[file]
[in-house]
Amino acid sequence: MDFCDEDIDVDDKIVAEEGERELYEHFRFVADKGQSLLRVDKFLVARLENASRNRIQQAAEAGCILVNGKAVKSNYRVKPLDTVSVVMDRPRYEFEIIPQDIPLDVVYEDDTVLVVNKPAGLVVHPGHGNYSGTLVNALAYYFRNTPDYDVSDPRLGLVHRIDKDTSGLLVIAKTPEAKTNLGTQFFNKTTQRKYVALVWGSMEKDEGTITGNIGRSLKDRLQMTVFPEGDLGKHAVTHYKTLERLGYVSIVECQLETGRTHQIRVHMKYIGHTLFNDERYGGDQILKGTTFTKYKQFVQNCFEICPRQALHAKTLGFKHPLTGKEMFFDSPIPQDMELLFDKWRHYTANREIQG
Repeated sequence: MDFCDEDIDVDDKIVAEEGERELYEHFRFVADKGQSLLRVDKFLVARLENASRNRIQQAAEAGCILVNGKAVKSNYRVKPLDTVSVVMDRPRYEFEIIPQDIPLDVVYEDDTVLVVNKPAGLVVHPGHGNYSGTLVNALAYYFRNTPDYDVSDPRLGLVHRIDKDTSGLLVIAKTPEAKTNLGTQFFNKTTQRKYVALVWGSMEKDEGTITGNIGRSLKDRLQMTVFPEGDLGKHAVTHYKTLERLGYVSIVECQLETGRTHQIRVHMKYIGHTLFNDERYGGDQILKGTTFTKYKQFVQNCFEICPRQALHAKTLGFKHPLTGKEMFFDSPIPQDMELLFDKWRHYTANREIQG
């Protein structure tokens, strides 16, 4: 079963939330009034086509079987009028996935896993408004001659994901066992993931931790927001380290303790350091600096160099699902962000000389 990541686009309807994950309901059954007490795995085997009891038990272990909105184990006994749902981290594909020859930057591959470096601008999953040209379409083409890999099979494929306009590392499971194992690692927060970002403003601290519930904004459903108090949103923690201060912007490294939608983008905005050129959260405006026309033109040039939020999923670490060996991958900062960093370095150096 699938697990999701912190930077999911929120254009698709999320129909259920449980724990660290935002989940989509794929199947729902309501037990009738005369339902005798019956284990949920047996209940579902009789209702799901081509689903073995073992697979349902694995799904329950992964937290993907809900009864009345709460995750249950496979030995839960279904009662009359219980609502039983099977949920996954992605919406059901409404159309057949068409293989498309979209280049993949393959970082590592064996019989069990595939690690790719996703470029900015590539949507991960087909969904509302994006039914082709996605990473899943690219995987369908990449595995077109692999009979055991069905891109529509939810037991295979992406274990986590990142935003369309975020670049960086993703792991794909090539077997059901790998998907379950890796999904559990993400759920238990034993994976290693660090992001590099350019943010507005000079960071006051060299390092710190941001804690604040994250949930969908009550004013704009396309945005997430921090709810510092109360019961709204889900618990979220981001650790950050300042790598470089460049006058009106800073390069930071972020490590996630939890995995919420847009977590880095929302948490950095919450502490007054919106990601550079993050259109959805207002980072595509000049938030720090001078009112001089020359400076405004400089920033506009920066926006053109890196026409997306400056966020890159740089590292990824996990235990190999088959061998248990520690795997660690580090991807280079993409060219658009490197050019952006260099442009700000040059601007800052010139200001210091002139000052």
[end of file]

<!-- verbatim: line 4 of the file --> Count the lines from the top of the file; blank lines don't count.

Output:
């Protein structure tokens, strides 16, 4: 079963939330009034086509079987009028996935896993408004001659994901066992993931931790927001380290303790350091600096160099699902962000000389 990541686009309807994950309901059954007490795995085997009891038990272990909105184990006994749902981290594909020859930057591959470096601008999953040209379409083409890999099979494929306009590392499971194992690692927060970002403003601290519930904004459903108090949103923690201060912007490294939608983008905005050129959260405006026309033109040039939020999923670490060996991958900062960093370095150096 699938697990999701912190930077999911929120254009698709999320129909259920449980724990660290935002989940989509794929199947729902309501037990009738005369339902005798019956284990949920047996209940579902009789209702799901081509689903073995073992697979349902694995799904329950992964937290993907809900009864009345709460995750249950496979030995839960279904009662009359219980609502039983099977949920996954992605919406059901409404159309057949068409293989498309979209280049993949393959970082590592064996019989069990595939690690790719996703470029900015590539949507991960087909969904509302994006039914082709996605990473899943690219995987369908990449595995077109692999009979055991069905891109529509939810037991295979992406274990986590990142935003369309975020670049960086993703792991794909090539077997059901790998998907379950890796999904559990993400759920238990034993994976290693660090992001590099350019943010507005000079960071006051060299390092710190941001804690604040994250949930969908009550004013704009396309945005997430921090709810510092109360019961709204889900618990979220981001650790950050300042790598470089460049006058009106800073390069930071972020490590996630939890995995919420847009977590880095929302948490950095919450502490007054919106990601550079993050259109959805207002980072595509000049938030720090001078009112001089020359400076405004400089920033506009920066926006053109890196026409997306400056966020890159740089590292990824996990235990190999088959061998248990520690795997660690580090991807280079993409060219658009490197050019952006260099442009700000040059601007800052010139200001210091002139000052």